He was somewhat concerned that, the client might not be getting what they actually signed up for – specific domain information transfer.
After some discussion we agreed that it doesn’t really matter. We also agreed that inspiration has more value than knowledge in any case – even if our job is to provide the latter. The reason is simple. There are plenty of examples of people with great knowledge who never succeed, where as a person or organisation who is inspired will some how acquire the knowledge required.
The final allegory for people who help others as a business is this: Unless we have the knowledge in the first instance, we’ll never get hired or given the opportunity to provide the inspiration that is needed.
Anyone involved in an entrepreneurial sphere, has at some point lamented the fact that they missed a previous revolution. A time when the momentum of change swept everyone forward. Those times when change was inevitable, or only a few people knew about the big change that was underway. Those times when being there, or just turning up was enough for success to be inevitable. The home brew computer club, the early days of the web. It was so much easier for those guys to launch something new and innovative, and make a bundle in the process. The world was so open and less competitive. Right?
Yes – it was less competitive, but we must remember that access to resources was a big issue. To finance projects, and get around the barriers to entry was incredibly difficult. Ceteris paribus – I’d say the probability of success is unchanged. Some parts are easier, some are more difficult.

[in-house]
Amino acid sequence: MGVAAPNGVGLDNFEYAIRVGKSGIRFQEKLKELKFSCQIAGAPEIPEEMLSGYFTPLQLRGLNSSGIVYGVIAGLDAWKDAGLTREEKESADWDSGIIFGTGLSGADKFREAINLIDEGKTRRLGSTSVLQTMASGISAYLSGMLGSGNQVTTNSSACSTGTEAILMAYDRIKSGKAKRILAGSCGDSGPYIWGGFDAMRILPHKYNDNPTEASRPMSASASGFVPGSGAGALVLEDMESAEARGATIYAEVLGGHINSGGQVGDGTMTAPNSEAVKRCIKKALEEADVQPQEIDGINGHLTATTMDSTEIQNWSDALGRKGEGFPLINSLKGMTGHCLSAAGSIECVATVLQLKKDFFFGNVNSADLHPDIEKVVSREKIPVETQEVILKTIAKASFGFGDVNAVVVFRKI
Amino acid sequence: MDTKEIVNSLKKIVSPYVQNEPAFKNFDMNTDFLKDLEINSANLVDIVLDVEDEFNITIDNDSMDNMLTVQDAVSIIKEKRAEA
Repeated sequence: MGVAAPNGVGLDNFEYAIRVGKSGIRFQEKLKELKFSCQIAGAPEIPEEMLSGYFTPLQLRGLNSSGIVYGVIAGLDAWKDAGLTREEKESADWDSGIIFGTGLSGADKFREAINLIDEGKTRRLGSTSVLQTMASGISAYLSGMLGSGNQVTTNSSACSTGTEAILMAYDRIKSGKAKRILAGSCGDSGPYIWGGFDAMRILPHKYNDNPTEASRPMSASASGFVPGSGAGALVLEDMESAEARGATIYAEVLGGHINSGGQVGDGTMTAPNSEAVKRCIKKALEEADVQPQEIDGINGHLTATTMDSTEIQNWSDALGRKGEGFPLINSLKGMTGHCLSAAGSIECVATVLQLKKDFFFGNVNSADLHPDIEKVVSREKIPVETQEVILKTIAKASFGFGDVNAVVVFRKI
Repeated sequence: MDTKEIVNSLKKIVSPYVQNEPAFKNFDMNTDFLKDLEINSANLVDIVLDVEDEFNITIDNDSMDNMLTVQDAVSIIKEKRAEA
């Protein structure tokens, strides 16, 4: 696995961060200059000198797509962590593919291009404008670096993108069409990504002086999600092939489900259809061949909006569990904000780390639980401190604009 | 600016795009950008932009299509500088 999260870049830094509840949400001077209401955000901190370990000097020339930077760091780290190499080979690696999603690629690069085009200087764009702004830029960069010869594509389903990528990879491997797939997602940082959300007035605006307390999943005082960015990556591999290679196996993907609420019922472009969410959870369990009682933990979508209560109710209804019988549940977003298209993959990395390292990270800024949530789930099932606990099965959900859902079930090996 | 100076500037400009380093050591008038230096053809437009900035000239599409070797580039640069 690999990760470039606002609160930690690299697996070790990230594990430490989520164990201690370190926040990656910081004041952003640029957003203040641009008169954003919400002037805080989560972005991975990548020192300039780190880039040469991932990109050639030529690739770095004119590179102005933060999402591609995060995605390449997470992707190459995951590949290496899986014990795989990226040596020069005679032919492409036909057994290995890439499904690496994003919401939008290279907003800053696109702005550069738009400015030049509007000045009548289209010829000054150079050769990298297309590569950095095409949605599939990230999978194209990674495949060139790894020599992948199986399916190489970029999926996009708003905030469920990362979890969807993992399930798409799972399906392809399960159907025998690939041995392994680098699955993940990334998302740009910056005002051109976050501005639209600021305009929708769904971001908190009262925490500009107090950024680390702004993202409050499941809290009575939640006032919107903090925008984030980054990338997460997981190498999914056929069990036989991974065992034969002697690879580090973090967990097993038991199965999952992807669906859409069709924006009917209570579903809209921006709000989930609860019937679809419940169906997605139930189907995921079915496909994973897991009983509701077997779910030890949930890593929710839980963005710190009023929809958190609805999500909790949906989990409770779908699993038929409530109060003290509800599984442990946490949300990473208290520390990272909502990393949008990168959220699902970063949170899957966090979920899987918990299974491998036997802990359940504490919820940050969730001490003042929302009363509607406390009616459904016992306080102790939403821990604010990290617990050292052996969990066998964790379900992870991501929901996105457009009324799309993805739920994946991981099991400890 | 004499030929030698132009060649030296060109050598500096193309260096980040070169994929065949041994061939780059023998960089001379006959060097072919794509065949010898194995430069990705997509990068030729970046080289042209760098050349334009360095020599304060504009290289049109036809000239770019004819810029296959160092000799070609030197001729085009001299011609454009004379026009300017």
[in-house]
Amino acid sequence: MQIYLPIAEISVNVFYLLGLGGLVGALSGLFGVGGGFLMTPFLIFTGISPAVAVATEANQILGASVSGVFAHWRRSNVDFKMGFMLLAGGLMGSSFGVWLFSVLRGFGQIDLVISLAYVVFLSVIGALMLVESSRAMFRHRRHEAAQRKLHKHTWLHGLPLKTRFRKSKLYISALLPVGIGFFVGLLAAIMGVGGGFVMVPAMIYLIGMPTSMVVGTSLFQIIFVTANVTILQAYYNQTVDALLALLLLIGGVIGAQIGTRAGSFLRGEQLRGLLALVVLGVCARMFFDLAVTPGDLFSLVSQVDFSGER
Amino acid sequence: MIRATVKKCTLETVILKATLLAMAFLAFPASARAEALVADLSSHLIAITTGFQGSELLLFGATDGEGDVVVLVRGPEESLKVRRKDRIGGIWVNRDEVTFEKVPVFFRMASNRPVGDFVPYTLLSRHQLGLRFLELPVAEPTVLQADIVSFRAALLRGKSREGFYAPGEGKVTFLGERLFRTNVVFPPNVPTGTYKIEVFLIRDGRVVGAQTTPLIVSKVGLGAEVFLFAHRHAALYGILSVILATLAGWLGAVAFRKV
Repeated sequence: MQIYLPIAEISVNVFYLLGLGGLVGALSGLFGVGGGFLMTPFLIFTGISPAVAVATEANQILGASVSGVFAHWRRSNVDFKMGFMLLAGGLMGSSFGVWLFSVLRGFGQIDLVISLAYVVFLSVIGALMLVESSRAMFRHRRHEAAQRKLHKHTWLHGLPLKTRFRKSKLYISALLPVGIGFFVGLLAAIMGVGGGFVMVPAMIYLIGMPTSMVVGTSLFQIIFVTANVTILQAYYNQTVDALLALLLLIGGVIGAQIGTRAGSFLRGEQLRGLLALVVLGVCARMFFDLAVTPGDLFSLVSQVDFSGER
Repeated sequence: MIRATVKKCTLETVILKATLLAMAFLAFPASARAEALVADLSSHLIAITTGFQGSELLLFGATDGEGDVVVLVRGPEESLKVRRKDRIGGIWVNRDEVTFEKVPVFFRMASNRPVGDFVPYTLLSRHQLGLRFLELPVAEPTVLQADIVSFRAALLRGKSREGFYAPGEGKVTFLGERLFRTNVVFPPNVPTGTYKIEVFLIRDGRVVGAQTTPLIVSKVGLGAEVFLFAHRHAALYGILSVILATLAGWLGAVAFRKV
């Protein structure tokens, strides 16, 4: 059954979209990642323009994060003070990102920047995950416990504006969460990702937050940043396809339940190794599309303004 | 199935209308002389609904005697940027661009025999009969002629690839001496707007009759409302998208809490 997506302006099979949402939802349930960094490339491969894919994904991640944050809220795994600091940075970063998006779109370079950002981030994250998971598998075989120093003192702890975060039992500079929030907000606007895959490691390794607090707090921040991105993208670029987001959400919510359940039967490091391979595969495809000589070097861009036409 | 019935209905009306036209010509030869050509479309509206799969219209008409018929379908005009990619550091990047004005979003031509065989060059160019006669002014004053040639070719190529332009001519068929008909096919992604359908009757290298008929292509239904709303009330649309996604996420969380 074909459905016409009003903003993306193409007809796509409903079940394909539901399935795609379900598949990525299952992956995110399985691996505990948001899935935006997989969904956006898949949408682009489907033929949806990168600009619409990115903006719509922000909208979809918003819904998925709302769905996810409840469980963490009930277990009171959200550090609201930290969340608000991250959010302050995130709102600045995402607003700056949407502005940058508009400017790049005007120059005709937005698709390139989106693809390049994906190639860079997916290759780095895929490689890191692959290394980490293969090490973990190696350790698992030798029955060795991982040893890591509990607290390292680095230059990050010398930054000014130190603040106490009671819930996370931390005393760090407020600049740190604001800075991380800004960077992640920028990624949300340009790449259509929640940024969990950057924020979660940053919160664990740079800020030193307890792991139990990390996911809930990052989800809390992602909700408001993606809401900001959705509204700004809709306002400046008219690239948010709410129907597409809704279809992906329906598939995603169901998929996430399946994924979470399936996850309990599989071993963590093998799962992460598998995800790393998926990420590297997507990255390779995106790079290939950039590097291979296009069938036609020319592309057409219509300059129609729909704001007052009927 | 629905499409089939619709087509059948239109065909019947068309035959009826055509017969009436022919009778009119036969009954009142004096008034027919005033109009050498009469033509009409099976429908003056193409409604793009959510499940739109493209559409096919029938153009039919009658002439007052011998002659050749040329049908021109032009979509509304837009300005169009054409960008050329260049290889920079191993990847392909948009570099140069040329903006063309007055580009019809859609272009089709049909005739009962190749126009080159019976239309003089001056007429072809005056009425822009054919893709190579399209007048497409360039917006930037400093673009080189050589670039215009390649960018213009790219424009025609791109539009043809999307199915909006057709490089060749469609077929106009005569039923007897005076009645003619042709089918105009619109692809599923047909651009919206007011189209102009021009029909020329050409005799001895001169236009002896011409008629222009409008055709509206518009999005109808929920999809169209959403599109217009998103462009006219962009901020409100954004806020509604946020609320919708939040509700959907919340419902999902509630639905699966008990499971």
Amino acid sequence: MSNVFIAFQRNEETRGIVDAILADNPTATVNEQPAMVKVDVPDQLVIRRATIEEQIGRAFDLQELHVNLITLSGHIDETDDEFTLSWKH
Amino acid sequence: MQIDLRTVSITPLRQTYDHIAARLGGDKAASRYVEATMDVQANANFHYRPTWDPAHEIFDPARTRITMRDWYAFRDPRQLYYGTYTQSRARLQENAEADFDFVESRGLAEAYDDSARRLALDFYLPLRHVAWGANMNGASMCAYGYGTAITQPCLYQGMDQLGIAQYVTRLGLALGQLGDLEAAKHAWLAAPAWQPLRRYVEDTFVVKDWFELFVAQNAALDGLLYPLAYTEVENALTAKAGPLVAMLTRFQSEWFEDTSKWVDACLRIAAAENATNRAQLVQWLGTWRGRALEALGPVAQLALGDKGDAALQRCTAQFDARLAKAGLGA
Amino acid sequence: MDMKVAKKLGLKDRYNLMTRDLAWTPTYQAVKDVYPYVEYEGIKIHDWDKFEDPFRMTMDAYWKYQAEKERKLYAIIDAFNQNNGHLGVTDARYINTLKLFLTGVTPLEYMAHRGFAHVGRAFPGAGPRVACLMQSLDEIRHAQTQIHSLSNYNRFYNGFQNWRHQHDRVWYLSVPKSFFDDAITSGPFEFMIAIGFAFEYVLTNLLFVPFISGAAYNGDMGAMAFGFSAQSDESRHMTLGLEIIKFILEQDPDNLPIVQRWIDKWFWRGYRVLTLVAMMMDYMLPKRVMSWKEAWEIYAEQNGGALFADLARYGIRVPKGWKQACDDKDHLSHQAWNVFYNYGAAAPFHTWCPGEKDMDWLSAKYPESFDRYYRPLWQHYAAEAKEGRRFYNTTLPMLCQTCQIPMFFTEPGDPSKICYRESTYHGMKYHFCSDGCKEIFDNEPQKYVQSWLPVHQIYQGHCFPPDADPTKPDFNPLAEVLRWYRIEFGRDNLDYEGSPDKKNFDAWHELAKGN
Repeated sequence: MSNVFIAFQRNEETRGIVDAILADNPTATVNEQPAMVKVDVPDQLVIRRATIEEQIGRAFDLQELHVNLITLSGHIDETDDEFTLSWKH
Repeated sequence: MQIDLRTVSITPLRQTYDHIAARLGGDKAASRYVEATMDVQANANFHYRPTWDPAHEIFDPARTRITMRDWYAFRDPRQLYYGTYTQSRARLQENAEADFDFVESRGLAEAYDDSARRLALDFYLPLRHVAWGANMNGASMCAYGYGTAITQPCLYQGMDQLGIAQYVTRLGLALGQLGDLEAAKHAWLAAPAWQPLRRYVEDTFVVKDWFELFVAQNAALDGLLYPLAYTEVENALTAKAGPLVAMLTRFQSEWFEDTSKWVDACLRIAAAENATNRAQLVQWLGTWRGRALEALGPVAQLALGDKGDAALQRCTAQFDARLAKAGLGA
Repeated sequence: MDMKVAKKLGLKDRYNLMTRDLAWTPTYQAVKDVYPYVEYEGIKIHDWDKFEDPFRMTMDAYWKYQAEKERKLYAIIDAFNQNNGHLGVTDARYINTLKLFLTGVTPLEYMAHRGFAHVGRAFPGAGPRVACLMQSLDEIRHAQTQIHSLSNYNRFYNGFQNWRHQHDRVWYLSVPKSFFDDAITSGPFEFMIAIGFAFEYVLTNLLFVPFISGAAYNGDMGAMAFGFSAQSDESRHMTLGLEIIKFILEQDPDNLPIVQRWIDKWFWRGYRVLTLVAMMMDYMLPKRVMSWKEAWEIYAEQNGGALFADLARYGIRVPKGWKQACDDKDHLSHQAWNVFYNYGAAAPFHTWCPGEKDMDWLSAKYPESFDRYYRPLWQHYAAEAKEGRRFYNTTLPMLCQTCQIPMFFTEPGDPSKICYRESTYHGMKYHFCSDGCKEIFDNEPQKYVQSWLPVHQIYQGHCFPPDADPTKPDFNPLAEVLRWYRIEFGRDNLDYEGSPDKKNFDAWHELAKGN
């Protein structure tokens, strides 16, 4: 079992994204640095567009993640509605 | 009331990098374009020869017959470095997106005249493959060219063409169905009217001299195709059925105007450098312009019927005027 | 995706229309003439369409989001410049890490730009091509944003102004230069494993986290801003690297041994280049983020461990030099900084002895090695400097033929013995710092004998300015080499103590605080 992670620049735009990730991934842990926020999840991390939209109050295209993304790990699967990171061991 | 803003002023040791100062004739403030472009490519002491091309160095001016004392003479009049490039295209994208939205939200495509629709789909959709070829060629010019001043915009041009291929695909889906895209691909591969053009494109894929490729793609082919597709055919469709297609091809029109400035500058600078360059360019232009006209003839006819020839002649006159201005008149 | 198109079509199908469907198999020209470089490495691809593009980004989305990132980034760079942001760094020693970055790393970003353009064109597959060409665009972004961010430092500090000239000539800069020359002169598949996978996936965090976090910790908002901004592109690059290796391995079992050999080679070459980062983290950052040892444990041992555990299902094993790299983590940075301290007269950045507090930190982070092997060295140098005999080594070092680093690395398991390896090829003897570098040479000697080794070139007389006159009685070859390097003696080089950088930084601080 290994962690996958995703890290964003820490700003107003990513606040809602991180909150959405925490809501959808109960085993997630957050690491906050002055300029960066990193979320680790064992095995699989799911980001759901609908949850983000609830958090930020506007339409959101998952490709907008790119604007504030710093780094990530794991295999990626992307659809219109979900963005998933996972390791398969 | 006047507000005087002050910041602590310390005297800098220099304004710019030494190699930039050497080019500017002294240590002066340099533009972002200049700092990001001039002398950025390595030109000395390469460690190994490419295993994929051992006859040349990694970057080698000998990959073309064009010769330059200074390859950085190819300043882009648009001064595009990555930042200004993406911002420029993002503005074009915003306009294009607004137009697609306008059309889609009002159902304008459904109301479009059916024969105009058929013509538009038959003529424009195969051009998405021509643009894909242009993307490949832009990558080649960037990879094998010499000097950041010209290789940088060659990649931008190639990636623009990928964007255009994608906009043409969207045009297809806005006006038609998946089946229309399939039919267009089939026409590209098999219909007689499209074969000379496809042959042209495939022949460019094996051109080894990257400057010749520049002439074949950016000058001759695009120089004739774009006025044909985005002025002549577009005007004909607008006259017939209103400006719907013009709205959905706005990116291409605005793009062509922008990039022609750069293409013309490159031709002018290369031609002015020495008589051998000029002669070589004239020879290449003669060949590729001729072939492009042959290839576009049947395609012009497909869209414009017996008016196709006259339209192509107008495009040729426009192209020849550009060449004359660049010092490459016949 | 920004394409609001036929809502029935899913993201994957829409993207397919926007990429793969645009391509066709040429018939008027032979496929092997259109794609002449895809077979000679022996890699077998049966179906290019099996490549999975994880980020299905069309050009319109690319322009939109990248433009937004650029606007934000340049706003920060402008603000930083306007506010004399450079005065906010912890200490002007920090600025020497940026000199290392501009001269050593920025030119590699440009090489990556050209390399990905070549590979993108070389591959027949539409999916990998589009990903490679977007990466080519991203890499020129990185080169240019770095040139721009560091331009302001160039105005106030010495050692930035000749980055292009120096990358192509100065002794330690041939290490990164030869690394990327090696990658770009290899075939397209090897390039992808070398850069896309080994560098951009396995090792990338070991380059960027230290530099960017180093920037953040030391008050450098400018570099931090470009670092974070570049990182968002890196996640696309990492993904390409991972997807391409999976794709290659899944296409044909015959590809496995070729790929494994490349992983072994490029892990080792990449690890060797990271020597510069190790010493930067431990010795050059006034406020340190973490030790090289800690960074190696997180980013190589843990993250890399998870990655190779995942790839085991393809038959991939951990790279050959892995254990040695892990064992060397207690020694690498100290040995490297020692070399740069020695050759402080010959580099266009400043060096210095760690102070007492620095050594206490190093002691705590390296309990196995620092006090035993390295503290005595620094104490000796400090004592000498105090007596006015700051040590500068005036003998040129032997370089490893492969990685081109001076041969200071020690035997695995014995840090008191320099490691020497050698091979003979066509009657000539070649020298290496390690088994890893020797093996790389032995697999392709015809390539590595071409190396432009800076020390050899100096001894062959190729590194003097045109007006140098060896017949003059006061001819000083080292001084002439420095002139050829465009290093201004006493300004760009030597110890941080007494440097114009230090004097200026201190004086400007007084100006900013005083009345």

The other thing which is interesting, is that those previous revolutions we wished we participated in: The personal computer in the 1970’s, the dot com boom of the mid 1990’s or the web 2.0 renaissance are all still here. The names have changed, and the widgets are new, but the opportunity is just as large. And 5, 10 or 20 years from now you’ll be reading about entrepreneurs who changed the world forever in these in 2 important areas – The web of things, and 3D printing. Both of these areas are as big as any piece of the digital revolution we’ve already lived through…. the ones you missed. And right now they are both in their early 1970’s era equivalent in terms of development and opportunity. So the only question remaining is this. Why are you doing about it?
My father told me this which I never forget. The opportunity of a lifetime comes up about once a week. But only when we’re looking for it.
I recently had to negotiate a resolution with my next door neighbour. We had a problem where their hot water service was broken and heavily leaking. While this wouldn’t usually be a neighbours problem, all of the excess water was leaking under my house and flooding the sub floor of my home as the street is on a slight angle. I was very motivated to get it fixed (his leaking hot water service) as it was potentially going to ruin my house. The difficult situation was that my neighbor for some strange reason was not so motivated. After pointing out the problem numerous times he failed to attend to it for many weeks. He even made a failed effort to create a channel to direct the water down a storm water drain, which is curious given the fact it would have been easier to fix the problem itself.